82 though the amount of bandwidth available to relays is sometimes greater
    83 or lesser than the reported figure. This led to poor balancing of the
    84 traffic load across the Tor network, and to the overwhelming impression
    85 that Tor is just “slow”.
    86 
    87 In 2009, therefore, Mike Perry introduced the “bandwidth authority” (or
    88 “bwauth”) scripts as part of his TorFlow suite of tools [9]. Computers
    89 that are configured to run as bwauths regularly scan the relays that
    90 make up the Tor network to see if the bandwidth they advertise
    91 corresponds to their real capacity. If not, the consensus will adjust
    92 the advertised bandwidth up or down to reflect the measurements taken by
    93 the bwauths; this adjusted value is the “consensus weight”, and clients
    94 using the consensus weight to select their Tor circuits experience much
    95 less of the lag that plagued the Tor network in its infancy [10].
    96 
    97 At least, that’s how it should work. For some time, the bwauth scripts
    98 have been unmaintained, leading to problems for their operators, and
    99 more recently they appear to have  broken in a way that is hard to
    100 diagnose. As nusenu pointed out [11], a significant number of Tor relays
    101 are now unmeasured, which means that some Tor relay operators are
    102 contributing bandwidth which the network is not using in the most
    103 efficient way.
    104 
    105 In the short term, work is underway to patch up the bwauth scripts so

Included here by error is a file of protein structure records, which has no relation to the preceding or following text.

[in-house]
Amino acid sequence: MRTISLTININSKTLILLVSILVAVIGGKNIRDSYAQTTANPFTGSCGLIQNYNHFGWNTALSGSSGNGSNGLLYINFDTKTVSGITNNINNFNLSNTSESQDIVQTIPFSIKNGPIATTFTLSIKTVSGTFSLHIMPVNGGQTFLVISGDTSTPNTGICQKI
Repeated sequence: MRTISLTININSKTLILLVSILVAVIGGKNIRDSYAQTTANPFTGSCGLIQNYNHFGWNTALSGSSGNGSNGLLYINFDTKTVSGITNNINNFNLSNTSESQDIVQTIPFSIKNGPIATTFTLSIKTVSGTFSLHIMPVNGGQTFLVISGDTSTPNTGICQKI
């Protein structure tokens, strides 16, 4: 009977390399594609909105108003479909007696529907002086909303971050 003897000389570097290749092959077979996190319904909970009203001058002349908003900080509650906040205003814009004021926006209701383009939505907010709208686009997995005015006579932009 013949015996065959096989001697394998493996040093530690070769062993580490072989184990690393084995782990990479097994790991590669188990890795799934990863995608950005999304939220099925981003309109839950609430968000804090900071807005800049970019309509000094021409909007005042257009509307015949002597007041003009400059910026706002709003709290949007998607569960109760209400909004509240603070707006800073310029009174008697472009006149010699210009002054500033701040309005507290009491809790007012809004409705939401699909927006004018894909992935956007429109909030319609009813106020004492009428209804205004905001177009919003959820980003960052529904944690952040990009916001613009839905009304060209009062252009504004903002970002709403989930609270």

106 that they can once again scan all the relays in the network: Tom Ritter
    107 announced [12] that new bwauths have been brought online to provide the
    108 necessary measurements, and the scripts are being investigated to see if
    109 differences between consensuses are causing scanners to miss some
    110 relays.
    111 
    112 A more permanent fix, however, might involve a total rewrite of the
    113 bwauth scripts if, as Roger Dingledine suggested [13], the design itself
    114 is flawed. Tor Project contributor Aaron Gibson will hopefully be
    115 addressing this issue as part of an upcoming fellowship with OTF, and a
    116 number of other research groups are also working towards a more robust
    117 design for the bandwidth measurement system.
    118 
    119 Be sure to sign up to the tor-relays mailing list [14] for further
    120 information. Thanks to all relay operators for their patience while the
    121 problem-solving continues!
    122 
    123   [7]: https://metrics.torproject.org/about.html#directory-authority
    124   [8]: https://metrics.torproject.org/about.html#consensus
    125   [9]: https://blog.torproject.org/blog/torflow-node-capacity-integrity-and-reliability-measurements-hotpets
    126  [10]: https://www.youtube.com/watch?v=f4BUZrbFbis
    127  [11]: https://lists.torproject.org/pipermail/tor-relays/2015-May/007003.html
    128  [12]: https://lists.torproject.org/pipermail/tor-relays/2015-May/007042.html
    129  [13]: https://lists.torproject.org/pipermail/tor-relays/2015-May/007006.html
    130  [14]: https://lists.torproject.org/cgi-bin/mailman/listinfo/tor-relays
    131 
    132 Stopping onion service DoS attacks by limiting connections
    133 ----------------------------------------------------------
    134 
    135 George Kadianakis published an experimental workaround [15] for onion
    136 services affected by a newly-discovered denial-of-service attack [16].
    137 “In this attack”, as George explained, “the adversary forces a hidden
    138 service to create thousands of connections to its underlying application
    139 (e.g. the webserver), which overwhelms both Tor and the underlying
    140 application”.
    141 
    142 Onion service operators who want to test the fix will need to recompile
    143 their Tor from a special git branch, then configure the new settings in
    144 their torrc file to set an upper limit on the number of TCP connections
    145 a client can make. “Let us know if this works for you, by sending an